Shawn Michaels (c) vs. Mankind
[WWF In Your House: Mind Games – 09.22.96]
Although certainly not his most famous bout (that distinction would fall to his 1998 Hell in a Cell encounter with The Undertaker, as covered later on this DVD), there’s an argument to be made that this might be Foley’s best match ever. True, he had stunning brawls with Sting, Vader, Terry Funk, Steve Austin, Triple H, Randy Orton and Edge throughout his career, all of which are worthy of such high praise, but if nothing else, this may still be the best one under his Mankind persona at least.
The action is just absolutely top notch, as is the creepily awesome character work from Foley as he stabs himself in the leg with a pencil to try and regain feeling in his knee, like some mentally deranged monster straight out of a horror movie. It’s just a shame the bout has to be topped off by a disqualification ending (since it isn’t the right time for Michaels to lose the title, nor is it the right time for Mankind to be doing clean jobs with a “Buried Alive” grudge match against Undertaker already scheduled for the following month’s pay-per-view), but even the finish is chaotically entertaining, with run-ins from Vader and Sid, plus Undertaker magically teleporting into a previously unoccupied coffin at ringside for an intense brawl with Mankind.
It’s a shame the match gets so criminally underrated on account of its relative obscurity, headlining as it did a “B-level” pay-per-view during a rough “down period” in WWF history, leaving the match to flounder as something of a forgotten classic. Had it headlined a larger event such as that year’s SummerSlam and been given the requisite promotional push to build it up, it would surely be more widely lauded as the stunning piece of work it is. As it is, it simply speaks loudly and clearly for the passion and performance of the two guys who bothered to put this kind of effort into busting their balls and having the best match they possibly could, for what was essentially a throwaway holdover main event on a secondary show that didn’t really matter in the grander scheme of things. Sterling work, lads.
Final Rating: ****¾
– After years of being turned down for employment by the World Wrestling Federation because Vince McMahon thought Cactus Jack was too “sleazy”, Foley went to the WWF for a run as Mankind, only to be asked eighteen months later how he’d feel about resurrecting the Cactus Jack persona. He admits to being apprehensive about returning to gimmick, fearing that few WWF fans would remember or even know the character, but he credits Triple H with helping sell what a threat Cactus was, resulting in a monster reaction when he strolled out to the ring for their street fight at Madison Square Garden.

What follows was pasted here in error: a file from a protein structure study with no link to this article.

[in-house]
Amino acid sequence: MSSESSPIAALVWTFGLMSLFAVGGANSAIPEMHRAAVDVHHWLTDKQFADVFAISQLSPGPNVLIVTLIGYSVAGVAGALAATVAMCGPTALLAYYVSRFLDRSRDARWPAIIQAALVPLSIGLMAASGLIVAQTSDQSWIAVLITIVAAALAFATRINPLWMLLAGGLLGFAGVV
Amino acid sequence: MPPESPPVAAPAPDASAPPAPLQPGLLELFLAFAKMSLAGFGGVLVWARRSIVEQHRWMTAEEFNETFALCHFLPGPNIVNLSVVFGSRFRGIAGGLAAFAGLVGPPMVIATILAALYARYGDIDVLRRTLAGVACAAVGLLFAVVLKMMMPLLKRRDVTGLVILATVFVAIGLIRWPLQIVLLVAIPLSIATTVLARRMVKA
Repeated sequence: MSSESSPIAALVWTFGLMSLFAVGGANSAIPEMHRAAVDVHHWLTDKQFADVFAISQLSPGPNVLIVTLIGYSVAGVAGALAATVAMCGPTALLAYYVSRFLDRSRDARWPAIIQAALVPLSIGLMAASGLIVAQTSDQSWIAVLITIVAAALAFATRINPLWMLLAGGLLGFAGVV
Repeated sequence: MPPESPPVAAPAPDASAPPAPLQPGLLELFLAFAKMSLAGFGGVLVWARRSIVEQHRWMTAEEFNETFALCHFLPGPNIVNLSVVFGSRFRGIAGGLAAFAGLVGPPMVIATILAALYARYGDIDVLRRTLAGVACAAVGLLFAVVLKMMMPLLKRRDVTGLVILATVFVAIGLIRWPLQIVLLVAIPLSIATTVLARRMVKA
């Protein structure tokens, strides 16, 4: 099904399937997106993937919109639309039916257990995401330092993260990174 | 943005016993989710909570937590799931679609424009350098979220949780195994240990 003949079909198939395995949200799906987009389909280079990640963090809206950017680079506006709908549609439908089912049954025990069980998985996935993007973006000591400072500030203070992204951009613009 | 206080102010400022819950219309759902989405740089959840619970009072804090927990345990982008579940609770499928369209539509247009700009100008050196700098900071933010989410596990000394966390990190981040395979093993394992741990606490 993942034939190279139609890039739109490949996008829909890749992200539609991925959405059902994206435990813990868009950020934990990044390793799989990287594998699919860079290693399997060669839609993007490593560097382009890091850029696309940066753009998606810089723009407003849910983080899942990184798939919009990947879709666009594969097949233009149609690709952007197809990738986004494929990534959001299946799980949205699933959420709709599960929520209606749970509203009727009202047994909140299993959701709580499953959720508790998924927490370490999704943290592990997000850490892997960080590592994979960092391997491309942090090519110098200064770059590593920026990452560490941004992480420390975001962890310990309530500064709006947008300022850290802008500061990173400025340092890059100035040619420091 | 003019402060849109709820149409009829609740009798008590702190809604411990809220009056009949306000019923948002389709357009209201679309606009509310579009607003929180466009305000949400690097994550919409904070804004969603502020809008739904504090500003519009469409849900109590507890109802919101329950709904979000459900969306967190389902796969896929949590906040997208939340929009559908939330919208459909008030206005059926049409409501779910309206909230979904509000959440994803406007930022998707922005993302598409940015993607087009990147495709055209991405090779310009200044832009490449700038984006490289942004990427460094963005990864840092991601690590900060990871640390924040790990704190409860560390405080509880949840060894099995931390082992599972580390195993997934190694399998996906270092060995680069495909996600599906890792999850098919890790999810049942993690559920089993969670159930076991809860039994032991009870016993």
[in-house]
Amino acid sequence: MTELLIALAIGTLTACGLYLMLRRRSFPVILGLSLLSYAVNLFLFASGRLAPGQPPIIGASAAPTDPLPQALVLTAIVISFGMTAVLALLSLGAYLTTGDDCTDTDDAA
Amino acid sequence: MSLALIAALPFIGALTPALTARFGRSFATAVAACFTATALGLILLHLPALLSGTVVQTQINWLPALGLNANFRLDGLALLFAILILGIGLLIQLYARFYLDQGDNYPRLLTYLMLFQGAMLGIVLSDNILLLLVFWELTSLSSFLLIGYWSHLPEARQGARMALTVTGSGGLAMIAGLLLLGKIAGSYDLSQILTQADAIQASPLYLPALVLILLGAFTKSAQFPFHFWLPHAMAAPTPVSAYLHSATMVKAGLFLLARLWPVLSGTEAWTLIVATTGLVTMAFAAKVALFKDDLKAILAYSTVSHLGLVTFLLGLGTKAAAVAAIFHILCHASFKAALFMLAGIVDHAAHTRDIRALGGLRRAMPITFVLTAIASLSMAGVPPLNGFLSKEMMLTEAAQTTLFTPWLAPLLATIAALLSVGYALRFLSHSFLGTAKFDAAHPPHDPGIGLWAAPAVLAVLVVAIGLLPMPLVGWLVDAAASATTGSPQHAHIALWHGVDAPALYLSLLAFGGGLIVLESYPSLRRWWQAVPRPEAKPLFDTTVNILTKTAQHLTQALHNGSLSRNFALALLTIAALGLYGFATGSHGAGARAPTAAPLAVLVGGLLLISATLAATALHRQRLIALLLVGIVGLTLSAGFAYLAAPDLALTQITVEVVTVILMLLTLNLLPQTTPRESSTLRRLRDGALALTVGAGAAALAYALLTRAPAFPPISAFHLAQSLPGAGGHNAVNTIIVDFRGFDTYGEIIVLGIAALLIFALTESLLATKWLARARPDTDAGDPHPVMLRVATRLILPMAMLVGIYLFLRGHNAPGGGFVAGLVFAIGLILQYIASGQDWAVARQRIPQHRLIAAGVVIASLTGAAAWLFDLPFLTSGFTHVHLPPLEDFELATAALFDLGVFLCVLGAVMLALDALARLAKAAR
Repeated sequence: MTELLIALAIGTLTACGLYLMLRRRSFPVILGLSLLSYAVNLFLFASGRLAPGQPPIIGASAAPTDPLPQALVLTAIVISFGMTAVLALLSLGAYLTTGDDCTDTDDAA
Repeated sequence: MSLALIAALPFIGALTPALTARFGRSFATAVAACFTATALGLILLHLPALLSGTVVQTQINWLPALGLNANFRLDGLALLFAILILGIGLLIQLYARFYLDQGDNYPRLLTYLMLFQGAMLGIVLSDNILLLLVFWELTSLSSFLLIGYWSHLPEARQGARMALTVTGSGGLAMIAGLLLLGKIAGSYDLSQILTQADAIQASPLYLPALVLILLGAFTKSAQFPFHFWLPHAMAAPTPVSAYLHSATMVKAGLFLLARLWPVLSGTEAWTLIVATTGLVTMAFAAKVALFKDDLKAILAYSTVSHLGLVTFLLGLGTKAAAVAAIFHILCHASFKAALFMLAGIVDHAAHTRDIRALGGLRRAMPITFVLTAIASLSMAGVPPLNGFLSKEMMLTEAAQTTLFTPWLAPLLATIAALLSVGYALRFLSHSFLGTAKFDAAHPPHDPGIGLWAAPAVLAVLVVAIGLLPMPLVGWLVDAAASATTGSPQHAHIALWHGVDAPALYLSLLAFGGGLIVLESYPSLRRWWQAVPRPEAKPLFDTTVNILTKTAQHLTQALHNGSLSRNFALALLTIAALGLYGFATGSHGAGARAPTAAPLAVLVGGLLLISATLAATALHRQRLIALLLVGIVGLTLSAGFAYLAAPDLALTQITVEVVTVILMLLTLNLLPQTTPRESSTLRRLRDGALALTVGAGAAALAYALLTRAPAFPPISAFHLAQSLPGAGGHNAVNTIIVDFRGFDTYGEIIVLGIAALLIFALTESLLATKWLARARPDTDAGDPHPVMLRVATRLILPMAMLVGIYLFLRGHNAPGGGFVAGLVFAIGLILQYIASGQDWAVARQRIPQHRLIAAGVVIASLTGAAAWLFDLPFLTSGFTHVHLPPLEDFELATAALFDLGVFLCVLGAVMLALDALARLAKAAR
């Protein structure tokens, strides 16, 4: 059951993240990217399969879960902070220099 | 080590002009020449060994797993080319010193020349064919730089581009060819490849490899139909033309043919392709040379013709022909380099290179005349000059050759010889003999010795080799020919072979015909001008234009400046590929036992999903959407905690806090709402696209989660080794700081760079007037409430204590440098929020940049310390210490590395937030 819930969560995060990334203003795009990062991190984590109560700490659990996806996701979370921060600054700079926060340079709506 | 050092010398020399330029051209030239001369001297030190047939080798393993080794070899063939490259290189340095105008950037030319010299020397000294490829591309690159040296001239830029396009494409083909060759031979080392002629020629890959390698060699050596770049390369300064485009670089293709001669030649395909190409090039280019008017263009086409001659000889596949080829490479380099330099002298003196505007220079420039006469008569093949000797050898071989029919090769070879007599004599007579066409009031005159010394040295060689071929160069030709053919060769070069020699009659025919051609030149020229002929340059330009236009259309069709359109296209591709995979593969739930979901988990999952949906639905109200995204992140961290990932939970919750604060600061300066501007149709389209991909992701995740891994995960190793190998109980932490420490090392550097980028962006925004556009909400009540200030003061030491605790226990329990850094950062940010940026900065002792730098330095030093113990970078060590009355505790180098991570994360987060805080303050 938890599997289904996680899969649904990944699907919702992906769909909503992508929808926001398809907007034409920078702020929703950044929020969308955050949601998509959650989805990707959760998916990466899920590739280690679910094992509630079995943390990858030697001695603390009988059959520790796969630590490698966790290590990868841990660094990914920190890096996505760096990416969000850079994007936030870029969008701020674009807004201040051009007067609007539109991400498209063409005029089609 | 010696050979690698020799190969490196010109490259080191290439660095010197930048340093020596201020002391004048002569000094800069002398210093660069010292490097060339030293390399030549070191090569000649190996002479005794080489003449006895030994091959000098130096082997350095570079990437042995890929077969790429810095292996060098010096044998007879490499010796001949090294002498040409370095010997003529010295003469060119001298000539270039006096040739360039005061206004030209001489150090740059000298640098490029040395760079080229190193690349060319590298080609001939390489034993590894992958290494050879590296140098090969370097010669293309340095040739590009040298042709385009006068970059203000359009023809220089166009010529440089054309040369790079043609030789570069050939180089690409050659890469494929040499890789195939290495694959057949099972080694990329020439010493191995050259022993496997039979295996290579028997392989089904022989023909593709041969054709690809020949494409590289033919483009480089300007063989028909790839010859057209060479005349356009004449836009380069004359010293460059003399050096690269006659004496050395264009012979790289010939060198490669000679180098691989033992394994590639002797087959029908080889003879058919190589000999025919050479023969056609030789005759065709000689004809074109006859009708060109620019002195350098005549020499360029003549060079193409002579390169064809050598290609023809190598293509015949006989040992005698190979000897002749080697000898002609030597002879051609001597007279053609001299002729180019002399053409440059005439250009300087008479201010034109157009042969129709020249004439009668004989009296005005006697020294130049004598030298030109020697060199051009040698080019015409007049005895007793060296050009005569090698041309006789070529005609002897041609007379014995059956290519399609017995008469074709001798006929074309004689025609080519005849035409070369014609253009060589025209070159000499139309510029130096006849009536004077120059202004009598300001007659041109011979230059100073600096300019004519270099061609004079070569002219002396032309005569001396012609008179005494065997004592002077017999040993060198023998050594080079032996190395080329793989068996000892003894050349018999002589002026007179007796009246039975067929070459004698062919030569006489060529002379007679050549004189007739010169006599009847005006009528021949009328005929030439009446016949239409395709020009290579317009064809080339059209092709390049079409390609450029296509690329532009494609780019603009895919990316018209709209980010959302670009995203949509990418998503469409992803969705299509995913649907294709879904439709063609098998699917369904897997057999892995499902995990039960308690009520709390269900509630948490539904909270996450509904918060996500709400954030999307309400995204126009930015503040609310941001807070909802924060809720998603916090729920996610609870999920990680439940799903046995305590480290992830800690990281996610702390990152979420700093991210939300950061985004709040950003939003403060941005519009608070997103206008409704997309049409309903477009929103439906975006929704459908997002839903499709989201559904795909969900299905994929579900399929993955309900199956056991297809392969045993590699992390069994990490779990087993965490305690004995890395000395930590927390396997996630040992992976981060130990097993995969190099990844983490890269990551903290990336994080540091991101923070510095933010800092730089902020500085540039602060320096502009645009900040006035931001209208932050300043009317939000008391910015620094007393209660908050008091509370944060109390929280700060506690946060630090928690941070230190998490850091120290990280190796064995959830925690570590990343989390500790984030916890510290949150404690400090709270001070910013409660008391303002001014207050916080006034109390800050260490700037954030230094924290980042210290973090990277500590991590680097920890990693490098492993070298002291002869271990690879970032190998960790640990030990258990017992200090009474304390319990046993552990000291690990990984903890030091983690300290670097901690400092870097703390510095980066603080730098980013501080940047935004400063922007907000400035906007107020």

Cactus Jack vs. Hunter Hearst Helmsley
[WWF RAW – 09.22.97]
Arnold Furious: The crowd erupt into an “ECW” chant as Cactus brings the weapons with him. Jack’s opening move is a swinging neckbreaker on the concrete. Cactus Clothesline and Jack turns to the crowd; “BANG, BANG!” Chyna is still the x-factor and she lays out Jack at ringside, turning this into a 2-on-1. They brawl into the back, which is just a set up for Cactus to use a fire extinguisher. Hunter takes a mean bump into the guardrail, knocking over the entire of one side. That provokes another meaty “ECW” chant as Hunter starts to take big bumps to sell everything. Hunter’s selling is hugely underrated. I’ve always felt it was his leading attribute. Cactus misses his elbow, hitting a trashcan, which provides little protection. Foley, like a lunatic, hits a sunset flip off the apron. I like him inserting an actual wrestling spot into a hardcore match. Chyna interferes again, but Hunter shoves Cactus into her and she gets knocked out on the ring steps. Hunter, compassionate as ever, ignores her and carries on. Another excellent spot though. Cactus tries to lead Hunter up the ramp only to get countered into a back suplex. The vicious bumps continue as Foley seems to enjoy throwing himself back-first onto steel. Hunter pulls out a table and tries for the Pedigree but a low blow sets up a piledriver through it and Cactus gets the pin. You know what I love about this match? The way it set up Royal Rumble 2000 years later. Because Cactus could beat Hunter when Dude Love and Mankind couldn’t, it made logical sense for Mick to bring Cactus Jack back in 2000 when he needed a win against him. And that match was in the Garden too. Because of the lack of (good) hardcore matches in 1997, this gets remembered with great fondness. It’s a bit brief and not as creative as it could have been, but it’s still one of the best TV matches of 1997. In the WWF, anyway.
Final Rating: ***¾